Cue the shrieking.

Epstein has been unpersoned by Northwestern University, where he had been a lecturer, his biography now purged from the university’s website. Northwestern then released a Maoist-struggle-session statement denouncing Epstein as — inevitable term — “misogynistic.”

Some years ago, I edited a suburban newspaper in Lower Merion, Pa., where the local school superintendent styled himself “Dr. Jamie P. Savedoff, Ph.D.” I might have let the Dr. slide, or let the Ph.D. slide, even though his doctorate was in “educational administration” — i.e., an Ed.D. on stilts — but the coming-and-going, Dr.-and-Ph.D. double-whammy was too much. Every time his name came across the desk, the newsroom boomed with “Begone, Dr. Jamie P. Savedoff, P . . . h . . . D.!” (If you’ve seen Dead Poets Society, that dreadful, stupid movie, you’d recognize the cadence.) I’ve written about this more than once, and the great Jay Nordlinger has, too, and our friend Jonah Goldberg has previously considered the specific case of Dr. Jill Biden, Ed.D. Jonah got a foretaste of the Epstein treatment:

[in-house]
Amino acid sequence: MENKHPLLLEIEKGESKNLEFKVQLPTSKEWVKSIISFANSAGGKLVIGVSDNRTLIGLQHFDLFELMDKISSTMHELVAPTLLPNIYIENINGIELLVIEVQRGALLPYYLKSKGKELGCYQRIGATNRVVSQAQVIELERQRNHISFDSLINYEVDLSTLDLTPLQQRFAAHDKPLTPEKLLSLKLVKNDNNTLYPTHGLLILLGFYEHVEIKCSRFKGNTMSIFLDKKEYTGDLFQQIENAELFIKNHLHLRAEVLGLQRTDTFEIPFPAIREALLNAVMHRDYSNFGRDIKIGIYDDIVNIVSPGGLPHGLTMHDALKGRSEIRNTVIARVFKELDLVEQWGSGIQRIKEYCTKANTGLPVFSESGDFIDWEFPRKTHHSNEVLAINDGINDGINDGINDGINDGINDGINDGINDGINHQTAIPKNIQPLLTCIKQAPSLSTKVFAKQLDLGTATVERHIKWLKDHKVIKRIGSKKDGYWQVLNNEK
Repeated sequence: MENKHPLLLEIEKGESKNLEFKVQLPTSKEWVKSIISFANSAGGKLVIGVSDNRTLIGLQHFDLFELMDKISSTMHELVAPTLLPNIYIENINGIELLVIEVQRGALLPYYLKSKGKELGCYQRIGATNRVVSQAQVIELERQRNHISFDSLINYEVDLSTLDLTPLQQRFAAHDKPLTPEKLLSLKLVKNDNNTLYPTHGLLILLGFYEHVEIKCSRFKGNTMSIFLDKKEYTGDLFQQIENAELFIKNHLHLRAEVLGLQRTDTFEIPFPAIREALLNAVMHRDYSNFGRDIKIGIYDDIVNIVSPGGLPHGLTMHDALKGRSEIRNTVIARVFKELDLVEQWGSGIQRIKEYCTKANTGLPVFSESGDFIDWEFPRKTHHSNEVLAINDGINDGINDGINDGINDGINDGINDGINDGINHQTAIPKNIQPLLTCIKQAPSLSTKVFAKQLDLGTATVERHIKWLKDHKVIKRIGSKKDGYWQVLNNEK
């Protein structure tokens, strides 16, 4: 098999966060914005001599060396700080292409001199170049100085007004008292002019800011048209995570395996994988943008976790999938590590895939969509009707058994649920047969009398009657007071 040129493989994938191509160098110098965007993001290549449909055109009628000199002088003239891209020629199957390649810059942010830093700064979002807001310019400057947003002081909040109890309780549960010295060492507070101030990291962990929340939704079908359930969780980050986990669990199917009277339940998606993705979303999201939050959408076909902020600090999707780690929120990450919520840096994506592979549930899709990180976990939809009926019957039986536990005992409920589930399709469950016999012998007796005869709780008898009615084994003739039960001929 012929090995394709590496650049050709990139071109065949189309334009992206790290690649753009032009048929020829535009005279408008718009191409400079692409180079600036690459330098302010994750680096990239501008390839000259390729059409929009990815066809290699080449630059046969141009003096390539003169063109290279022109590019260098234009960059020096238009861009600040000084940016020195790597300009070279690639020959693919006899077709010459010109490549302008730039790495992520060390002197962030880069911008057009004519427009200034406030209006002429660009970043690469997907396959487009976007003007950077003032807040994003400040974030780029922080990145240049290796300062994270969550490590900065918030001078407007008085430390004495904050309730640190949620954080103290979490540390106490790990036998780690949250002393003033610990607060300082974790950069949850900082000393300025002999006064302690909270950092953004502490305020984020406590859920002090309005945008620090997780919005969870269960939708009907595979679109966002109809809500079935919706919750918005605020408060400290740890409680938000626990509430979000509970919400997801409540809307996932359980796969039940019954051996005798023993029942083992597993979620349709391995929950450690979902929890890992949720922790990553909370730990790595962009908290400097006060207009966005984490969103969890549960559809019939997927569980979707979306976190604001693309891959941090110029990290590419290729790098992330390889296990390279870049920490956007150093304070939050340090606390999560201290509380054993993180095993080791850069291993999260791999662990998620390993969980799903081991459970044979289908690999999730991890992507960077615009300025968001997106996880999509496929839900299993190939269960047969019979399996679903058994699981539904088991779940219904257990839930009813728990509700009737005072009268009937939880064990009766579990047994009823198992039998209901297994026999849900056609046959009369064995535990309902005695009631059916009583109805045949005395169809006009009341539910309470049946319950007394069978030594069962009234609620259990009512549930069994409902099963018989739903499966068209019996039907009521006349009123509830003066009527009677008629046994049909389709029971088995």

Last night on Twitter I commented that I think that the rote insistence that Jill Biden be referred to “Doctor Jill Biden” is kind of silly (that’s how President Obama referred to her). This elicited a remarkable amount of anger. I then made things worse by explaining that Jill Biden isn’t a “real” doctor. She holds a doctorate in education. That invited even more bile.